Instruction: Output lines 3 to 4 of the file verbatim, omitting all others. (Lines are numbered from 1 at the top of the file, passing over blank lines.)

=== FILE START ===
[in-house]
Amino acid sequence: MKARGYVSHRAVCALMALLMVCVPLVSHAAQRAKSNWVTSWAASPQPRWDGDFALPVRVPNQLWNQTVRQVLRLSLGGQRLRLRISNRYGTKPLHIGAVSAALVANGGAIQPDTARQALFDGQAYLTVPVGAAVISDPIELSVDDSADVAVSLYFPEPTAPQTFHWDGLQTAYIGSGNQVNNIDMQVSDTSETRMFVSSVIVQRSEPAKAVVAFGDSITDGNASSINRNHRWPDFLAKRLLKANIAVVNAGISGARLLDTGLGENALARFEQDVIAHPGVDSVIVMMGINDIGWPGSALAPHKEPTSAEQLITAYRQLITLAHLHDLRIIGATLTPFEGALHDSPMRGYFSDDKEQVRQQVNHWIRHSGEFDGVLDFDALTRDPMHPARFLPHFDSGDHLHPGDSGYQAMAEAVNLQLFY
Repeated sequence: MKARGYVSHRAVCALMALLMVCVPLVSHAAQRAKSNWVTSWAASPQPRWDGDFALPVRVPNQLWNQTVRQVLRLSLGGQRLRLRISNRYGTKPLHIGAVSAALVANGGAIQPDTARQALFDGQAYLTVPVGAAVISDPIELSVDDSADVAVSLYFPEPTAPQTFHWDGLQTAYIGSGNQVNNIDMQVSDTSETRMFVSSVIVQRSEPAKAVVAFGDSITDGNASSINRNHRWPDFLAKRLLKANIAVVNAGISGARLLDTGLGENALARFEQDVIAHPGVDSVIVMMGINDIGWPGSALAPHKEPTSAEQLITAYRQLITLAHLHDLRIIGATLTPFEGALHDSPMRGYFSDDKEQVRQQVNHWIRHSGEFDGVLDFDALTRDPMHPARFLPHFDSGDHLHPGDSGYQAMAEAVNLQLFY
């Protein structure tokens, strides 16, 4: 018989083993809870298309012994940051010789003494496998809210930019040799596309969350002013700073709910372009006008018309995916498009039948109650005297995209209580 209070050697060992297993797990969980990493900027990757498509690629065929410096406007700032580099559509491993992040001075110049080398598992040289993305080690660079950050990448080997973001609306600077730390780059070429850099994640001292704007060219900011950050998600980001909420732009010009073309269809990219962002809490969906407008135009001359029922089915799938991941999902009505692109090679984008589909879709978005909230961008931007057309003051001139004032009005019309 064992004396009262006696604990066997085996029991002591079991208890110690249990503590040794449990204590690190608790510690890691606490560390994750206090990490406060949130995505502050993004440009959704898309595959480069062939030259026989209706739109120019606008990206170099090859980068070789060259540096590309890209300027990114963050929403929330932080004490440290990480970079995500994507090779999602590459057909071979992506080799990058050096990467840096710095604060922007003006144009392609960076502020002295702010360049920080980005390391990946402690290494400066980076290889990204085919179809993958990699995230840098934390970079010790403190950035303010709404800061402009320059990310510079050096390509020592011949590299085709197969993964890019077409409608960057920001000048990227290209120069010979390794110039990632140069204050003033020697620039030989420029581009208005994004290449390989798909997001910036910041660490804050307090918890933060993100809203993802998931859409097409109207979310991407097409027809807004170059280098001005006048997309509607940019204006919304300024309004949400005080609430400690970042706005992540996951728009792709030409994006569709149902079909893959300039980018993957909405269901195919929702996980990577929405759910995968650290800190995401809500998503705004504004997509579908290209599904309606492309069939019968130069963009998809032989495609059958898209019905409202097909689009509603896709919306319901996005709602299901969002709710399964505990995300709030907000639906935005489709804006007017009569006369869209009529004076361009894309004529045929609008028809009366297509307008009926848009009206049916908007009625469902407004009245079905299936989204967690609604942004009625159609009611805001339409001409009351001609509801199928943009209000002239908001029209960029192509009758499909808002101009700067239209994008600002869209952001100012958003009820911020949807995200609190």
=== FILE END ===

Repeated sequence: MKARGYVSHRAVCALMALLMVCVPLVSHAAQRAKSNWVTSWAASPQPRWDGDFALPVRVPNQLWNQTVRQVLRLSLGGQRLRLRISNRYGTKPLHIGAVSAALVANGGAIQPDTARQALFDGQAYLTVPVGAAVISDPIELSVDDSADVAVSLYFPEPTAPQTFHWDGLQTAYIGSGNQVNNIDMQVSDTSETRMFVSSVIVQRSEPAKAVVAFGDSITDGNASSINRNHRWPDFLAKRLLKANIAVVNAGISGARLLDTGLGENALARFEQDVIAHPGVDSVIVMMGINDIGWPGSALAPHKEPTSAEQLITAYRQLITLAHLHDLRIIGATLTPFEGALHDSPMRGYFSDDKEQVRQQVNHWIRHSGEFDGVLDFDALTRDPMHPARFLPHFDSGDHLHPGDSGYQAMAEAVNLQLFY
């Protein structure tokens, strides 16, 4: 018989083993809870298309012994940051010789003494496998809210930019040799596309969350002013700073709910372009006008018309995916498009039948109650005297995209209580 209070050697060992297993797990969980990493900027990757498509690629065929410096406007700032580099559509491993992040001075110049080398598992040289993305080690660079950050990448080997973001609306600077730390780059070429850099994640001292704007060219900011950050998600980001909420732009010009073309269809990219962002809490969906407008135009001359029922089915799938991941999902009505692109090679984008589909879709978005909230961008931007057309003051001139004032009005019309 064992004396009262006696604990066997085996029991002591079991208890110690249990503590040794449990204590690190608790510690890691606490560390994750206090990490406060949130995505502050993004440009959704898309595959480069062939030259026989209706739109120019606008990206170099090859980068070789060259540096590309890209300027990114963050929403929330932080004490440290990480970079995500994507090779999602590459057909071979992506080799990058050096990467840096710095604060922007003006144009392609960076502020002295702010360049920080980005390391990946402690290494400066980076290889990204085919179809993958990699995230840098934390970079010790403190950035303010709404800061402009320059990310510079050096390509020592011949590299085709197969993964890019077409409608960057920001000048990227290209120069010979390794110039990632140069204050003033020697620039030989420029581009208005994004290449390989798909997001910036910041660490804050307090918890933060993100809203993802998931859409097409109207979310991407097409027809807004170059280098001005006048997309509607940019204006919304300024309004949400005080609430400690970042706005992540996951728009792709030409994006569709149902079909893959300039980018993957909405269901195919929702996980990577929405759910995968650290800190995401809500998503705004504004997509579908290209599904309606492309069939019968130069963009998809032989495609059958898209019905409202097909689009509603896709919306319901996005709602299901969002709710399964505990995300709030907000639906935005489709804006007017009569006369869209009529004076361009894309004529045929609008028809009366297509307008009926848009009206049916908007009625469902407004009245079905299936989204967690609604942004009625159609009611805001339409001409009351001609509801199928943009209000002239908001029209960029192509009758499909808002101009700067239209994008600002869209952001100012958003009820911020949807995200609190």